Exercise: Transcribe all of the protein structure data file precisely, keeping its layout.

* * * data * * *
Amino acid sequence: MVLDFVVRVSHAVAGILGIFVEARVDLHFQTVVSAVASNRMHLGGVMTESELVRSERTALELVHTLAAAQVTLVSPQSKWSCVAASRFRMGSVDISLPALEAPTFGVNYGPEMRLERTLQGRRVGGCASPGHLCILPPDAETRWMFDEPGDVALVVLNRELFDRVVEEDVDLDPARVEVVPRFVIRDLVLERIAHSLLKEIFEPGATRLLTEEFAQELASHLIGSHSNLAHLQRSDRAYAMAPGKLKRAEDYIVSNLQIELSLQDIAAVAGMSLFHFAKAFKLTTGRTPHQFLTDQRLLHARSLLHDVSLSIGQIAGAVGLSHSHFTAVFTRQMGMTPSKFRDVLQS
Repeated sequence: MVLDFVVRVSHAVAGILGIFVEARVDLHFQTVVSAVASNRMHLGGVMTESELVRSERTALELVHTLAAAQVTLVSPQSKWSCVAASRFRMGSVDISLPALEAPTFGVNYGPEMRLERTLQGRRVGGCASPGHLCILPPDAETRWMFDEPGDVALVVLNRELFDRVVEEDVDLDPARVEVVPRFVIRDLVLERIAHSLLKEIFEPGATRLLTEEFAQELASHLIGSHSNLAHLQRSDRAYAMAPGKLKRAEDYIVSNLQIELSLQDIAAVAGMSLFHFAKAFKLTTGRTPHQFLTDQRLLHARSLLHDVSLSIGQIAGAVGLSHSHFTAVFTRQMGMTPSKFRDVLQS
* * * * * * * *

Amino acid sequence: MVLDFVVRVSHAVAGILGIFVEARVDLHFQTVVSAVASNRMHLGGVMTESELVRSERTALELVHTLAAAQVTLVSPQSKWSCVAASRFRMGSVDISLPALEAPTFGVNYGPEMRLERTLQGRRVGGCASPGHLCILPPDAETRWMFDEPGDVALVVLNRELFDRVVEEDVDLDPARVEVVPRFVIRDLVLERIAHSLLKEIFEPGATRLLTEEFAQELASHLIGSHSNLAHLQRSDRAYAMAPGKLKRAEDYIVSNLQIELSLQDIAAVAGMSLFHFAKAFKLTTGRTPHQFLTDQRLLHARSLLHDVSLSIGQIAGAVGLSHSHFTAVFTRQMGMTPSKFRDVLQS
Repeated sequence: MVLDFVVRVSHAVAGILGIFVEARVDLHFQTVVSAVASNRMHLGGVMTESELVRSERTALELVHTLAAAQVTLVSPQSKWSCVAASRFRMGSVDISLPALEAPTFGVNYGPEMRLERTLQGRRVGGCASPGHLCILPPDAETRWMFDEPGDVALVVLNRELFDRVVEEDVDLDPARVEVVPRFVIRDLVLERIAHSLLKEIFEPGATRLLTEEFAQELASHLIGSHSNLAHLQRSDRAYAMAPGKLKRAEDYIVSNLQIELSLQDIAAVAGMSLFHFAKAFKLTTGRTPHQFLTDQRLLHARSLLHDVSLSIGQIAGAVGLSHSHFTAVFTRQMGMTPSKFRDVLQS